Introduction to the Document Object ModelReview the W3C DOM2 standard recommendation.
The Document Root
document object serves as the root of this node tree. It
too implements the
Node interface. It will have child nodes but no
parent node or sibling nodes, as it is the starting node. In addition to being
Node, it also implements the
This interface provides methods for accessing and creating other nodes in the document tree. Some methods are:
Note that unlike other nodes, there is only one
in a page. All of the above methods (except
getElementsByTagName()) can only be used against the document
object, i.e., using the syntax
document object can also have several other properties
related to older DOM level support. For example, you'll find that many browsers
relating to the BGCOLOR and TEXT attributes of the BODY tag.
These properties are intended to provide some backward compatibility so that pages designed for older browsers will still work properly with newer versions. They can still be used in scripts but they may not be supported in future versions.
Traversing the Document Tree
As mentioned, the document tree reflects the structure of a page's HTML code. Every tag or tag pair is represented by a element node with other nodes representing attributes or character data (i.e., text).
Technically speaking, the
document object has only one child
element, given by
document.documentElement. For web pages, this
represents the outer HTML tag and it acts as the root element of the document
tree. It will have child elements for HEAD and BODY tags which in turn will
have other child elements.
Using this, and the methods of the
Node interface, you can
traverse the document tree to access individual node within the tree. Consider
<html> <head> <title></title> </head> <body><p>This is a sample paragraph.</p></body> </html>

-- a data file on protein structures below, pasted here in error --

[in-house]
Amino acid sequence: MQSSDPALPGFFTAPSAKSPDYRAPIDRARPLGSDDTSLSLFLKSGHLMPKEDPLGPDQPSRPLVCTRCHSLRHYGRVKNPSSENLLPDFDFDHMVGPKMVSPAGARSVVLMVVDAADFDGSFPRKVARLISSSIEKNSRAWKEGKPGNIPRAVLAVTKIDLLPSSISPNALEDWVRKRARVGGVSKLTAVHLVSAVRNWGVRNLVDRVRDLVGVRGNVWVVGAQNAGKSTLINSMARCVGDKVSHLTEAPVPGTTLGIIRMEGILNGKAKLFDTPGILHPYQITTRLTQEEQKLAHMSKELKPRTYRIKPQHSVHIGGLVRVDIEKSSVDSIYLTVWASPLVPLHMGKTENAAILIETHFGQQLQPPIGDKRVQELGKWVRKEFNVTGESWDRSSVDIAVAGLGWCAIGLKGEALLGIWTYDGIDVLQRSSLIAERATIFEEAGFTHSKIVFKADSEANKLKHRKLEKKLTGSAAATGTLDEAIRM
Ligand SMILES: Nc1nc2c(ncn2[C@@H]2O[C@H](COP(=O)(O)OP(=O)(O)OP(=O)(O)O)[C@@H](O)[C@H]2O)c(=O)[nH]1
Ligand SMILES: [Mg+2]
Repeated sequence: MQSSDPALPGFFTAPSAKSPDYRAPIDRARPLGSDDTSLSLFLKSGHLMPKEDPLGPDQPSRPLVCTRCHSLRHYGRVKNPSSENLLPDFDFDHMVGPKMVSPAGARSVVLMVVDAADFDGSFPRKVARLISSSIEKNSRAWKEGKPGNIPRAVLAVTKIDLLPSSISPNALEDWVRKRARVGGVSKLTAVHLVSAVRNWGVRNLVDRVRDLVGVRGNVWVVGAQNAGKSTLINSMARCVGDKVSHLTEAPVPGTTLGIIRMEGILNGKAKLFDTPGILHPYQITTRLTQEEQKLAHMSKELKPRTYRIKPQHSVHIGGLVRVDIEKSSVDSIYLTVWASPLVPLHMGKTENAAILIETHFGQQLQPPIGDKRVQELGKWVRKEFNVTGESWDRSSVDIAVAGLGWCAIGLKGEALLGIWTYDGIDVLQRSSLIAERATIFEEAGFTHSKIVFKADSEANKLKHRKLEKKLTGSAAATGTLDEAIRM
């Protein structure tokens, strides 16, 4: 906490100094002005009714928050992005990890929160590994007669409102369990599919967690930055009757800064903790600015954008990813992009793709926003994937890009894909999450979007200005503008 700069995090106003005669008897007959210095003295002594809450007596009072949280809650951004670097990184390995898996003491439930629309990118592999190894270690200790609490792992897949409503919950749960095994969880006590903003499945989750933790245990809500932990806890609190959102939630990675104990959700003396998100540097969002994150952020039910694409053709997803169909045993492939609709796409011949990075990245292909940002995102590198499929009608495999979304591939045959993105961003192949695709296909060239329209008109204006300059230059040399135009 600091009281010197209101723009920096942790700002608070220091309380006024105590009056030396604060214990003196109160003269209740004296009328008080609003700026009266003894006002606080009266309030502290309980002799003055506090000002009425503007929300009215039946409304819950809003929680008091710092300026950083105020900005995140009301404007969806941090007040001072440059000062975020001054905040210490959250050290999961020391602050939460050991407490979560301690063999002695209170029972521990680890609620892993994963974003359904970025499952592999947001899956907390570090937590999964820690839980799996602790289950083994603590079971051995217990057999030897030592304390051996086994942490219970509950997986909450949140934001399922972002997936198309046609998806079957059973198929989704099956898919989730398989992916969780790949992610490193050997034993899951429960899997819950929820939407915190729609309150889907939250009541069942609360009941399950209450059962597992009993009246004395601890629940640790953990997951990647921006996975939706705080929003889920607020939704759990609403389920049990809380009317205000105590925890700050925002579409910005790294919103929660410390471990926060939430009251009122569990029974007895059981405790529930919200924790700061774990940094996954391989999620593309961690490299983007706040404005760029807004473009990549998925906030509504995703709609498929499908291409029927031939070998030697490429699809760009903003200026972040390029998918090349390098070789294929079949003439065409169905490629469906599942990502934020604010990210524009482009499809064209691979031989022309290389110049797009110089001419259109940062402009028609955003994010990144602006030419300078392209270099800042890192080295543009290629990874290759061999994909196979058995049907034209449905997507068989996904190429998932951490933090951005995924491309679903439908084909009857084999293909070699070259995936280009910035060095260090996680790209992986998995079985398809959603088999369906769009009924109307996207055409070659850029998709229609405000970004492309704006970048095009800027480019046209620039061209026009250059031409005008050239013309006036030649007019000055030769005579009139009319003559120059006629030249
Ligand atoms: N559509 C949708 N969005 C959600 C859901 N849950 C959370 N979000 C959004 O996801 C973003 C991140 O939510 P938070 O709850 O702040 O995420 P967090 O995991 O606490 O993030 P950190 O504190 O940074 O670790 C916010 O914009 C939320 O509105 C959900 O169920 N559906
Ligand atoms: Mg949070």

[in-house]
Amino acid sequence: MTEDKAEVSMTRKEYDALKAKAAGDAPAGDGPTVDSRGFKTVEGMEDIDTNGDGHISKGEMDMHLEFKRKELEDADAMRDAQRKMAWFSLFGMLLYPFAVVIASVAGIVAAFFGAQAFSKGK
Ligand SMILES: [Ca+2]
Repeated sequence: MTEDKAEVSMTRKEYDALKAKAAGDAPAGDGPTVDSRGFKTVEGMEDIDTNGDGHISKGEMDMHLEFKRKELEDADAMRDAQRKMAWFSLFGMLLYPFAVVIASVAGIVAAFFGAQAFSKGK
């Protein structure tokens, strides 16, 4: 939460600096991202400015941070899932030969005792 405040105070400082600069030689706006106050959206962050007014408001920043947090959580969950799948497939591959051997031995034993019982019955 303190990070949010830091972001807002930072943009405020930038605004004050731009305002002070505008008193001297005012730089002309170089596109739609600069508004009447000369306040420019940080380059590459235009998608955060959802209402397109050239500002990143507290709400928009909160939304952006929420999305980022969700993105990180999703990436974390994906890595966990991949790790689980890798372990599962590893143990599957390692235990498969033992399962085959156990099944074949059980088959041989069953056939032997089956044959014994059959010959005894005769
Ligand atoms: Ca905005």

and this code:
which would display "P", the name of the tag represented by that node. The code breaks down as follows:
document.documentElement- gives the page's HTML tag.
.lastChild- gives the BODY tag.
.firstChild- gives the first element in the BODY.
.tagName- gives that element's tag name, "P" in this case.
There are some obvious problems with accessing nodes like this. For one, a simple change to the page source, like adding text or formatting elements or images, will change the tree structure. The path used before may no longer point to the intended node.
Less obvious are some browser compatibility issues. Note that in the sample HTML above, there is no spacing between the BODY tag and the P tag. If some simple line breaks are added,
<html> <head> <title></title> </head> <body> <p>This is a sample paragraph.</p> </body> </html>Try BrainJar.com's DOM Viewer utility to interactively navigate a document tree.
Accessing Elements Directly
This is where the
document.getElementById() method comes in
handy. By adding an ID attribute to the paragraph tag (or any tag for that
matter), you can reference it directly.
<p id="myParagraph">This is a sample paragraph.</p> ... alert(document.getElementById("myParagraph").tagName);
This way, you can avoid compatibility issues and update the page contents at will without worrying about where the node for the paragraph tag is in the document tree. Just remember that each ID needs to be unique to the page.
A less direct method to access element nodes is provided by
document.getElementsByTagName(). This returns an array of nodes
representing all of the elements on a page with the specified HTML tag. For
example, you could change color of every link on a page with the following.
var nodeList = document.getElementsByTagName("A"); for (var i = 0; i < nodeList.length; i++) nodeList[i].style.color = "#ff0000";
Which simply updates each link's inline style to set the
parameter to red. Give it a